The politics of admitting mistakes
wpedon id=8560

About the Author

author photo

Ohg Rea Tone is all or nothing. He is educated and opinionated, more clever than smart, sarcastic and forthright. He writes intuitively - often disregarding rules of composition. Comment on his posts - he will likely respond with characteristic humor or genuine empathy. He is the real-deal.

See All Posts by This Author

The politics of admitting mistakes


Several candidates for President have long histories.  Many of them have run for other offices like Senator, or Governor, or Mayor.  In the process of seeking those offices they necessarily catered to the limited population of their respective ambitions.  Romney and Giuliani were pro-choice.  Giuliani has been married three times.  Huckabee raised taxes.  Clinton voted for the war in Iraq.  These folks have records that do not suit the current political climate or their current ambition.  They can either defend their past, or apologize for making a mistake.  The answer to the question seems to be in political expediency rather than in honesty.

President Bush is faced with a dilemma.  The National Intelligence something-or -other now reports that Iran gave up their nuclear bomb program in 2003.  President Bush has been ramping up the rhetoric – if this is possible – expounding on the reality of World War III in the context of Iran.  Now President Bush is being challenged to rethink his position based on new information.

This seemed to me to be a perfect opportunity for him to get out of a deep hole that he personally dug.  President Bush picked up his shovel and dug the hole a little deeper.  In spite of new intelligence Bush harps on “… Iran was dangerous, is dangerous, and will be dangerous…”  Does this guy ever learn?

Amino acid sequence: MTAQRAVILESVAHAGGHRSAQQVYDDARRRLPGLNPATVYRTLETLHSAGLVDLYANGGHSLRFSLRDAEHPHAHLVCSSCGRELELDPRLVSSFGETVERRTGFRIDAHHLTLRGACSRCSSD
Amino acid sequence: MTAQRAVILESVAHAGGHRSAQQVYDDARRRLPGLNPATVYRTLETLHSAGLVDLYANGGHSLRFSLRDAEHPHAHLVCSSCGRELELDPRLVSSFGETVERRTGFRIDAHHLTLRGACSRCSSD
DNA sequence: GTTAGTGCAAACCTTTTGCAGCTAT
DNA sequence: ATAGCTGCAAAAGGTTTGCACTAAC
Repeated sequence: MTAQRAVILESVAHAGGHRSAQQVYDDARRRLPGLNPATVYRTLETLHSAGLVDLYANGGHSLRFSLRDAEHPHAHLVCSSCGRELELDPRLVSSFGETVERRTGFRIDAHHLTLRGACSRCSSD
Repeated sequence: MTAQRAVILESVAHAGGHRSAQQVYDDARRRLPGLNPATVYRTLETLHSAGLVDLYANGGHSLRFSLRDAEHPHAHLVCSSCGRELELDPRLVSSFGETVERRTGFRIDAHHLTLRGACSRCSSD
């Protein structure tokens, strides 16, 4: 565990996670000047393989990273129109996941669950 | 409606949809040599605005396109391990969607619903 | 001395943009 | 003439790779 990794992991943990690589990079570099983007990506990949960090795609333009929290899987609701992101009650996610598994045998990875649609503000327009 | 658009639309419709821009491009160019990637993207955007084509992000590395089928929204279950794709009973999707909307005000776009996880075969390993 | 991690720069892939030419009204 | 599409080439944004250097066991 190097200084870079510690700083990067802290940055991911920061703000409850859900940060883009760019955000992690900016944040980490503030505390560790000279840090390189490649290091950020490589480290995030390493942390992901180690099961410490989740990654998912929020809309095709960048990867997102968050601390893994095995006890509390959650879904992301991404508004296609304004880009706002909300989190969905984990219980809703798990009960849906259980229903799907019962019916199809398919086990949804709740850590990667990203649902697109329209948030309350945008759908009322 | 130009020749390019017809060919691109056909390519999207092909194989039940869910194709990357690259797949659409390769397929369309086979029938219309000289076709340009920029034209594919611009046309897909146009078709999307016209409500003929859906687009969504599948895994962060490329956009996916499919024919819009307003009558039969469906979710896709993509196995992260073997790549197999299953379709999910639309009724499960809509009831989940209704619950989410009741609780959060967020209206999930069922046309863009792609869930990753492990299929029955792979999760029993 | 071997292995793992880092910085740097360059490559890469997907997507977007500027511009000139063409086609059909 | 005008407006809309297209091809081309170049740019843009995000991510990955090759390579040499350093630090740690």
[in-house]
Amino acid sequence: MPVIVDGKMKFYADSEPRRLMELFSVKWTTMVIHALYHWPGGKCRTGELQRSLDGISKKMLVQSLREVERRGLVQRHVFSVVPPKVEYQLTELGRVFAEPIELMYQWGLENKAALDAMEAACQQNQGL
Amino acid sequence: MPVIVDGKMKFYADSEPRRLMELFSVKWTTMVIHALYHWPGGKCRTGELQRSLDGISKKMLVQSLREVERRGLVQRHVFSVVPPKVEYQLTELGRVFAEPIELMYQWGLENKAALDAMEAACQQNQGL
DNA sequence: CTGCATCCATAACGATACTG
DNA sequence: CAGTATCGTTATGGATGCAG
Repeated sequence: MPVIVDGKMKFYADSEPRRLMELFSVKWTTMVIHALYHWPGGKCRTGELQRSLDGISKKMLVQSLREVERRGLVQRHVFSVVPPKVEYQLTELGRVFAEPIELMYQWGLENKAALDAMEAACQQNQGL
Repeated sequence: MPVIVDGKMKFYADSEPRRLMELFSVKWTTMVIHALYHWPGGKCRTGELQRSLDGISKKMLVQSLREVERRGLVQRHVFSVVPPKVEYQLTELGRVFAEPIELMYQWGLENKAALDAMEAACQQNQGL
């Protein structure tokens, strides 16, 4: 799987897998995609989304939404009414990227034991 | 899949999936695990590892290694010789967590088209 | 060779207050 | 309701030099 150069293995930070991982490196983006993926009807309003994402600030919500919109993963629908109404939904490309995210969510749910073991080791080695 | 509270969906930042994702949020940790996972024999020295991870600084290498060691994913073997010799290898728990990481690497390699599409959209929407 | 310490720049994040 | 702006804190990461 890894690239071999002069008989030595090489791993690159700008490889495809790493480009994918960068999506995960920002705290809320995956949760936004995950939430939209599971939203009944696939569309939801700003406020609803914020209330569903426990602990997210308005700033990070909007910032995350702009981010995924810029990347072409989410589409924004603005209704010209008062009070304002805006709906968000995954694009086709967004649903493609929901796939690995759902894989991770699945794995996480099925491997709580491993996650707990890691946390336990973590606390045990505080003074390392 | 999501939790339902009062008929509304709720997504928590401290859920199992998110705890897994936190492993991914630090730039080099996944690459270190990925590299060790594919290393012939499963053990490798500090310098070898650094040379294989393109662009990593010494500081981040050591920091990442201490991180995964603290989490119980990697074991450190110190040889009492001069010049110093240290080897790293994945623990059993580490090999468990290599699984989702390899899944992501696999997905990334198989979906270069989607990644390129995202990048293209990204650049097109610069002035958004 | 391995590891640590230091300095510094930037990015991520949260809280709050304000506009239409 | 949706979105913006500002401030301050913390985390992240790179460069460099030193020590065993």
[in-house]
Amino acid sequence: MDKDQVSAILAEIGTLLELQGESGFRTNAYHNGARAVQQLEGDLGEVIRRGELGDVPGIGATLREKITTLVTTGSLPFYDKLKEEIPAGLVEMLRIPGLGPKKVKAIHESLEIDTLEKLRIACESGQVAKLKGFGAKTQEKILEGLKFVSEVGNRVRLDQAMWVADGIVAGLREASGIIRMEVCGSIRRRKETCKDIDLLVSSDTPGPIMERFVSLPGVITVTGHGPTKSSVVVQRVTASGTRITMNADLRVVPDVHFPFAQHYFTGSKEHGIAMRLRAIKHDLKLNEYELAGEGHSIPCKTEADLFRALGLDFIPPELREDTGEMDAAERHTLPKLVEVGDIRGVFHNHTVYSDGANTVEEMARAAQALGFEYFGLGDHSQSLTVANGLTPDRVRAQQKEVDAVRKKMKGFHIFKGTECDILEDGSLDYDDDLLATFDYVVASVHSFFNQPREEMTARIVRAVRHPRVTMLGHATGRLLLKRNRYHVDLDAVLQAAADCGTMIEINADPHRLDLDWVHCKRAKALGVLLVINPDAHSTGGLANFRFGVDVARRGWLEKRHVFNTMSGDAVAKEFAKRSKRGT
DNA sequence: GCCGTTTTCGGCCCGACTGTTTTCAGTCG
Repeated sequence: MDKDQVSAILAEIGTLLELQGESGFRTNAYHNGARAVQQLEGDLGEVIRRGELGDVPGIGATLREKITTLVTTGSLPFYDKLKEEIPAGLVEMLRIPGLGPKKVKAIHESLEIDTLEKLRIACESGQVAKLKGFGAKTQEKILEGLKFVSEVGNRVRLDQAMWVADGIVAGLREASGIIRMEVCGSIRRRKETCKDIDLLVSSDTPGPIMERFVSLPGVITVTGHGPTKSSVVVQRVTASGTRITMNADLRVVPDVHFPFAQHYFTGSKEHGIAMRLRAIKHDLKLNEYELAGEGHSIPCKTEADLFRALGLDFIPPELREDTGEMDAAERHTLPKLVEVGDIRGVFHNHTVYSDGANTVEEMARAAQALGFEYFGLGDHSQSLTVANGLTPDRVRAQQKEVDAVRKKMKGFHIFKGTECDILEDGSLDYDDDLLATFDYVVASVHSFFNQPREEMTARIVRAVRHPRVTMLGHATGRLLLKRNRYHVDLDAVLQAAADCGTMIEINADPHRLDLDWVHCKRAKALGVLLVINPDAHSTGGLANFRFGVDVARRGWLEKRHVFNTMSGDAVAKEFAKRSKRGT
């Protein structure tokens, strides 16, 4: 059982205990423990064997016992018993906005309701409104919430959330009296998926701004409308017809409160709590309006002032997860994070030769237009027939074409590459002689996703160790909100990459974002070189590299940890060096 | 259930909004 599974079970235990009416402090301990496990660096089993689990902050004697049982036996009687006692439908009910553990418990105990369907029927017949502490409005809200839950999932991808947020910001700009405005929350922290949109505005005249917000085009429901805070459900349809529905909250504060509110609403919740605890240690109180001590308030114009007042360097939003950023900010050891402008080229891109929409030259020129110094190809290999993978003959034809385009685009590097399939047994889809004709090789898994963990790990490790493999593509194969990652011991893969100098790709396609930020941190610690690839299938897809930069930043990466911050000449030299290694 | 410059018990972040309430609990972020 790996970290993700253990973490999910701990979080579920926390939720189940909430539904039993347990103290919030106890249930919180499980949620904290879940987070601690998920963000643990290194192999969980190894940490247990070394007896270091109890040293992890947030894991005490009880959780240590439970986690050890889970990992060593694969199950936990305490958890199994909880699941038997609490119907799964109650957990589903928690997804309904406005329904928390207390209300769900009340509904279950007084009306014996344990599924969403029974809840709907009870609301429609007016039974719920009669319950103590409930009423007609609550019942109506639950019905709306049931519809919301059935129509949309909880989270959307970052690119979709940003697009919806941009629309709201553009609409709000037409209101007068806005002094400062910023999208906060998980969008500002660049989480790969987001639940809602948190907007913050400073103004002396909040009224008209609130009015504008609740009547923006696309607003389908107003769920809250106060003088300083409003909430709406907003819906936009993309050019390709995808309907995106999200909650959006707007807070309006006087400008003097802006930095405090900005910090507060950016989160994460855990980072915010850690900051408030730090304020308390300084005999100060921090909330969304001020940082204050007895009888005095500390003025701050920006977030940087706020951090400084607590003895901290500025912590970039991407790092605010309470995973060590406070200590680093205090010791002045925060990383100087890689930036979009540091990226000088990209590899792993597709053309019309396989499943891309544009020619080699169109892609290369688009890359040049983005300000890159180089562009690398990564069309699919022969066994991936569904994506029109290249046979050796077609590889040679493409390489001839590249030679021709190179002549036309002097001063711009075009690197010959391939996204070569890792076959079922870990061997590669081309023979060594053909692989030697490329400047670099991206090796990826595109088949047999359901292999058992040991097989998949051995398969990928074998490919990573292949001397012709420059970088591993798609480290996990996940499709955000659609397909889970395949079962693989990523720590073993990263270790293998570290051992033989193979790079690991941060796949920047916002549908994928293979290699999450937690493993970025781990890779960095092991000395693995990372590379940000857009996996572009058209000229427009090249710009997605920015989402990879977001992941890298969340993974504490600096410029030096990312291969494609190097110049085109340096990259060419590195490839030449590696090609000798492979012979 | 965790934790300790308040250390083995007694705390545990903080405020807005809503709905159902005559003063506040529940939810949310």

So how about those other folks, those folks running for Bush’s chair at the round table of international lunacy.   After watching President Bush it is somewhat refreshing to hear Romney and Giuliani say things like, “If a person makes a mistake they should admit it.”  A little humility can go a long way.

While I like humility – I also should note that there are those like Joe Biden and Chris Dodd and John McCain that do not acknowledge mistakes – that is because they don’t have to.  These are men who have been reasonable and thoughtful and have managed to adjust their reason with new information and to move forward. Each of them will say, “I have a long public record.  I stand on my record.”  They are not saying that they have always been right, but they are saying that they have always attempted to use sound reason in making decisions.

I like humility – but a history of sound reason goes a long way.


Comments are closed.